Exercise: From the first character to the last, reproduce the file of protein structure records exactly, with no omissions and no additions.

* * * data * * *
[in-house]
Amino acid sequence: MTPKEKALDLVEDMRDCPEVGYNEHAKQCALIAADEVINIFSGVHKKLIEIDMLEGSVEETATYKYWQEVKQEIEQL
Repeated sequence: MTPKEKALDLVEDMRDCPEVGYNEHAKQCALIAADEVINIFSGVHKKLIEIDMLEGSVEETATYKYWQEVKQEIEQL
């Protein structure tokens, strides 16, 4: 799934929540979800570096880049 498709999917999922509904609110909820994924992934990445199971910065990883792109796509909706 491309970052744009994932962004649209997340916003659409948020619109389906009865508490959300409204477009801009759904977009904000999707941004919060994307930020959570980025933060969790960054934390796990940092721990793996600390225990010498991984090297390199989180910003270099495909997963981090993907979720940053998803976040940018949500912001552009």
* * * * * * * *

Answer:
[in-house]
Amino acid sequence: MTPKEKALDLVEDMRDCPEVGYNEHAKQCALIAADEVINIFSGVHKKLIEIDMLEGSVEETATYKYWQEVKQEIEQL
Repeated sequence: MTPKEKALDLVEDMRDCPEVGYNEHAKQCALIAADEVINIFSGVHKKLIEIDMLEGSVEETATYKYWQEVKQEIEQL
């Protein structure tokens, strides 16, 4: 799934929540979800570096880049 498709999917999922509904609110909820994924992934990445199971910065990883792109796509909706 491309970052744009994932962004649209997340916003659409948020619109389906009865508490959300409204477009801009759904977009904000999707941004919060994307930020959570980025933060969790960054934390796990940092721990793996600390225990010498991984090297390199989180910003270099495909997963981090993907979720940053998803976040940018949500912001552009």